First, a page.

Anyway, if you've never given Paleo a try. I highly recommend it. Besides the weight loss, there are plenty of other benefits like not being hungry as often and more stable energy levels. I'm not a medical professional or dietician, but I'd be happy to answer any questions about the lifestyle. Looking at all these pictures of myself, I've realized that the light plays cruel tricks on the eye.

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Alex Maione

I have done a lot of reading on nutrition, etc, because it really interests me. I'm obviously not a doctor, but I could comment on your labs. Probably some of this you already know, but regarding your lipid profile:

-Your total cholesterol is high, obviously...but I wonder if your cholesterol has always been that high? Cholesterol levels aren't significantly affected by dietary cholesterol intake for the majority of people (I've read figures that range from 70% to 90%, so 10-30% people are "cholesterol-sensitive" in a sense). On a daily basis, we make 3/4ths of our cholesterol, and the rest we get from diet. (Good graphic with effects of diet, etc. on cholesterol levels)

-Serum cholesterol levels are more often related to saturated fat intake, overall caloric intake (cholesterol is regulated by insulin and glucagon), and carbohydrate intake.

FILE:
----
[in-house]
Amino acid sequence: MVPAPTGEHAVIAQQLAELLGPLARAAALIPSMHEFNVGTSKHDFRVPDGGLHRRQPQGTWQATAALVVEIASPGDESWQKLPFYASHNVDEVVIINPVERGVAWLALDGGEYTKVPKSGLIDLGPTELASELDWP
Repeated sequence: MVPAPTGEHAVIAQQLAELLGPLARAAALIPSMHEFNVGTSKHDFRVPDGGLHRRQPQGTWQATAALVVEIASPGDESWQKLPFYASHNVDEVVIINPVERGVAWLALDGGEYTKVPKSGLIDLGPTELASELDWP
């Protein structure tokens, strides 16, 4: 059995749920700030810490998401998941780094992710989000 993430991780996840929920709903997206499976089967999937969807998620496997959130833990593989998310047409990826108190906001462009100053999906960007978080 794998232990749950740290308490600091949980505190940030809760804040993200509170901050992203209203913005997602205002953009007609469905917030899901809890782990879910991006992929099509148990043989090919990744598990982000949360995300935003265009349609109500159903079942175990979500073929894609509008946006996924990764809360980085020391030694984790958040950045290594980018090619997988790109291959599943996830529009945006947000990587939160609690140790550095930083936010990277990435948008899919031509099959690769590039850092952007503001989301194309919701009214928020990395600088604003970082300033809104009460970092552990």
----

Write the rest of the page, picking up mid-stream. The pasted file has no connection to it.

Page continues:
-Triglyceride levels directly correlate to amount of carbohydrates consumed. Your triglycerides are really low...I have some personal experience with this, too; started cutting carbs and my triglycerides as well as my cholesterol dropped by a fair percentage. (Good article with sources on this.)

-In terms of CAD risk, HDL levels seem to be a stronger negative risk factor than LDL levels are a positive risk factor. That is, having lower HDL is worse than having higher LDL levels, ceteris paribus.

Everything else is pretty unremarkable...CMP is WNL. The lipid panel is remarkable only for elevated LDL and total cholesterol. Everything else jives with what your diety is, pretty much!

Philip Pham

Thanks for the input. Yes, my cholesterol has always been pretty high. Before I started eating Paleo, my HDL numbers and trigylceride numbers were worst. Eating this way hasn't really changed my LDL at all.

Kam Lam

Hey Phil, I just happened to be in the cardiovascular module this month in medical school so I guess I could try to comment on your labs.

Sorry for the long post. Just go to the TLDR if you don't want to read.

From what I understand from dietary lipid metabolism, both cholesterol and TG comes from your dietary intake. Your dietary lipid will consist of a higher % of TG than cholesterol. From there, TG goes to the tissues for energy (hence the source of fuel from your diet) and the cholesterol will be sent to your liver for storage/whenever your body needs more fuel.